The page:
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'Games' 'people' 'play'

The human life-cycle is a complex and occasionally beautiful thing, and though the natural world holds many wonders - the surreal creativity of the Burgess Shale, the long-perfected killing machine that is the shark, the mindless complexity of insect society, and the thousand-mile migrations of tiny birds - I contend that it holds nothing more astonishing than the human journey from screaming shitting flesh-blob to, say, Visual Basic developer. However, as with many creatures, mankind commonly passes through a pupal stage in which it is dormant and useless while growing the necessities of adult life. Some never make it there, some don't appear to need it, but for me and many that I know, it was a vital stage of development which occurred between the ages of about 18 and 25, during which vestigial personality traits emerged and hardened, facial features firmed up and started to display character, and life skills were honed.

As I say, it's a wonderful thing, but life can be tough during this time of metamorphosis. Inside the body and mind are frantically reconfiguring for adulthood, but from the outside one might be considered dormant, even parasitic. Lacking the wherewithal to do anything more than survive in the world (and sometimes not even that) these pupal creatures tend to gather together in clusters for protection: from tiny shared hovels to elaborate universities. While this greatly improves their survival chances, it does lead to them spending a vast amount of time in close proximity with each other, lacking, as they do, the mental, physical, emotional and/or financial resources to roam. Without any other diversions, these proto-people are left with little choice but to interact, ideally in a way that stimulates their healthy development into adulthood, but certainly in a way which requires no energy or money.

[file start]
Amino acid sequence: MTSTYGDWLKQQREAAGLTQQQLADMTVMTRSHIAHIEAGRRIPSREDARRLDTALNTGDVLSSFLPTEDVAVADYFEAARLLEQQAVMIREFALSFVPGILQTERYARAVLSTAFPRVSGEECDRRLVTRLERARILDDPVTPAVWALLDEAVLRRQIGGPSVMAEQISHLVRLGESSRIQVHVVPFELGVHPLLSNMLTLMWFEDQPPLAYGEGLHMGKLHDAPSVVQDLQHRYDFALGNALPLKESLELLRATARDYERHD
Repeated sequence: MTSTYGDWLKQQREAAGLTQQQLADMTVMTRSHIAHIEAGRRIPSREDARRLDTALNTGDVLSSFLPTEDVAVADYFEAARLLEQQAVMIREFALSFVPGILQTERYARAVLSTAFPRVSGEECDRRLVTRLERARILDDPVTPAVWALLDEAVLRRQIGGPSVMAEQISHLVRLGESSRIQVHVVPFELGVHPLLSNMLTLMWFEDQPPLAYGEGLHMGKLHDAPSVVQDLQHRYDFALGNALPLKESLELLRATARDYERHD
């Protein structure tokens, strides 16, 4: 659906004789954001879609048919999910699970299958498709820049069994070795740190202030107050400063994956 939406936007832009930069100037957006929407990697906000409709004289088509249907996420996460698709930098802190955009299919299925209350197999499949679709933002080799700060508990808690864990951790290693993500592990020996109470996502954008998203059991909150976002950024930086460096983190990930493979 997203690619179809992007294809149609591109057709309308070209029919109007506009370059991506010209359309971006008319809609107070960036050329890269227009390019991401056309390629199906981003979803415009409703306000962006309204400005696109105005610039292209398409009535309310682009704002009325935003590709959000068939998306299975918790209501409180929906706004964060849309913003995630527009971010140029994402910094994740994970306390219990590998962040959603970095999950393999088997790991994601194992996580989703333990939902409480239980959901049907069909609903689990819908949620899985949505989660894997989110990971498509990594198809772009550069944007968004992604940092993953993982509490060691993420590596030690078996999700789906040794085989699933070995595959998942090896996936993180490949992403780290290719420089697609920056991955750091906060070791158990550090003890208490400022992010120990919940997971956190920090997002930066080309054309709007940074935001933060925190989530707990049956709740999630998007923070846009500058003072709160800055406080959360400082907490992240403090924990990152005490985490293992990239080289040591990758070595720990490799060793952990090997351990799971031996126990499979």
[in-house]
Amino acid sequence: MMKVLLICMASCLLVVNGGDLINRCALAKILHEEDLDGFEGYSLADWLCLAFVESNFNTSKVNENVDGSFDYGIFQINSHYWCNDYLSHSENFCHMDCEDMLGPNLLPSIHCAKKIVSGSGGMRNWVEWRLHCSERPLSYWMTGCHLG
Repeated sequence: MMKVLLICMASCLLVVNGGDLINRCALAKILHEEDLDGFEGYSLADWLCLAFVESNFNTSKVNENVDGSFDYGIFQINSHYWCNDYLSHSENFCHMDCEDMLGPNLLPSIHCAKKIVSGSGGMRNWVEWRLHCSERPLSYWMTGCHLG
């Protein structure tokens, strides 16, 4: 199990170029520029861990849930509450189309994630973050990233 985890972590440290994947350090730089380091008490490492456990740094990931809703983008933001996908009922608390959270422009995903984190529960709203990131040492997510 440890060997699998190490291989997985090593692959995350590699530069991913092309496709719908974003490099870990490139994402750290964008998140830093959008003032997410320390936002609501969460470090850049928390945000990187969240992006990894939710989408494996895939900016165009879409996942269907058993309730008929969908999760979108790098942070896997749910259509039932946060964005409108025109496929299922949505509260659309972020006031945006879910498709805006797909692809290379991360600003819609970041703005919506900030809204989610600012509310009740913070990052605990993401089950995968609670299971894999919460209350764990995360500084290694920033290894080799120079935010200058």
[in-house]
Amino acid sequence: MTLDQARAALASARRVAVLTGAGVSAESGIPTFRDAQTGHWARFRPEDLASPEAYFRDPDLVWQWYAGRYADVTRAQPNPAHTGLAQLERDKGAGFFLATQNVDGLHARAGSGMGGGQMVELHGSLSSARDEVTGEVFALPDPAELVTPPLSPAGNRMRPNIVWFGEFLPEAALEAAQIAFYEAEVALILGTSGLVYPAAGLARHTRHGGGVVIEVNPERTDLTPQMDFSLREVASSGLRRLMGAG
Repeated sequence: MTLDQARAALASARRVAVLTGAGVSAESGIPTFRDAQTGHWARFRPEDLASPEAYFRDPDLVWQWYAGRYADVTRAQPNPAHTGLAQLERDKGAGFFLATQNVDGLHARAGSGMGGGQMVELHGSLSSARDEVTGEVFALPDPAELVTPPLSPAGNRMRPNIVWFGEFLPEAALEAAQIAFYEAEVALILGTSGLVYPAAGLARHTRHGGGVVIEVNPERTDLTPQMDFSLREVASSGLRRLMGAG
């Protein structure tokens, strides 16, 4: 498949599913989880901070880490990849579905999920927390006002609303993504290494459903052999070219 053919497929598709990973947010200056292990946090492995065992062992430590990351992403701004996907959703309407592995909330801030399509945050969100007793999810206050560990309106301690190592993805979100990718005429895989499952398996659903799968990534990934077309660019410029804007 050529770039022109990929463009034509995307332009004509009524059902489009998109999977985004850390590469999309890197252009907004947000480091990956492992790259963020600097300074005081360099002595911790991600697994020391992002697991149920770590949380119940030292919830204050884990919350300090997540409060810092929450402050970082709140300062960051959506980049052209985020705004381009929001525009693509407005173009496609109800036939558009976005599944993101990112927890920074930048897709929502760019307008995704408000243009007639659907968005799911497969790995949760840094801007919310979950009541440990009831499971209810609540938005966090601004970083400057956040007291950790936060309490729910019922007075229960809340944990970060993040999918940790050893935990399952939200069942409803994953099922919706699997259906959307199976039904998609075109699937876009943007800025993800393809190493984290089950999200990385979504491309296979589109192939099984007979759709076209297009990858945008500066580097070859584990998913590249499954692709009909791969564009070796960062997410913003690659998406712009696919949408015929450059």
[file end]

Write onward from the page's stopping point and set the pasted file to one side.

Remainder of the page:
If you or someone you know are currently going through this transformative period, I may be able to help. First, by reassuring you that all but the most hapless make it through and emerge as something approximating a grown-up. And secondly, to suggest some games to play while you're waiting. I've got several of these, all tested by archie, iruineverything and myself when we used to live together. Warning: they may have made us what we are today... Here's the first:

Say What?

You will need: One or more players, one victim
Rules: Start staring at your victim. They will soon notice, and say something. You task is to keep them speaking for as long as possible without saying anything yourself. Your only weapons are your facial expressions.
Scoring: You get a point for every second that your victim spends trying to work out what's going on. Award yourself extra points based on the bizarreness of their guesses. e.g.
"Is there a spider on me?" = 2 pts.
"Shit, you read my diary didn't you? I don't really try to imagine sleeping with my brother." = 10 pts.
"I guess you found what's buried in the back garden, huh? In a way, I'm glad it's over. I'm going to take you down with me, though..." = 50 pts.
End: The game ends when the victim storms out, hits one of you, or sinks into a coma.
Winning: No-one wins.

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Comments

( 6 comments — Leave a comment )
vinaigrettegirl
Nov. 26th, 2008 10:07 am (UTC)
That's the first bit of genuine autistic humour i've seen in years!
oxfordhacker
Nov. 26th, 2008 01:02 pm (UTC)
Thanks?
vinaigrettegirl
Nov. 27th, 2008 01:18 pm (UTC)
Oh, yes; 'autistic' isn't a criticism. SOMBF etc.
monkeyhands
Nov. 26th, 2008 11:26 am (UTC)
I think "Say What?" is just a metaphor for life. You're right that no-one wins.
bluedevi
Nov. 26th, 2008 11:54 am (UTC)
Oh yes. I wonder if that endlessly amusing game of stealth, skill and timing, "Skulking Round The House Avoiding Someone To Whom You Owe Money", will feature.
(Anonymous)
May. 2nd, 2009 08:31 am (UTC)
Song of Time review in Amazon
I really enjoyed your review and have quoted part in my blog and linked to Amazon -

http://www.starcruzer.com

Trust that's OK.

Best regards,

David Jefferis (Mr J)
( 6 comments — Leave a comment )

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Cute overload
oxfordhacker
Drifting in and out of consciousness

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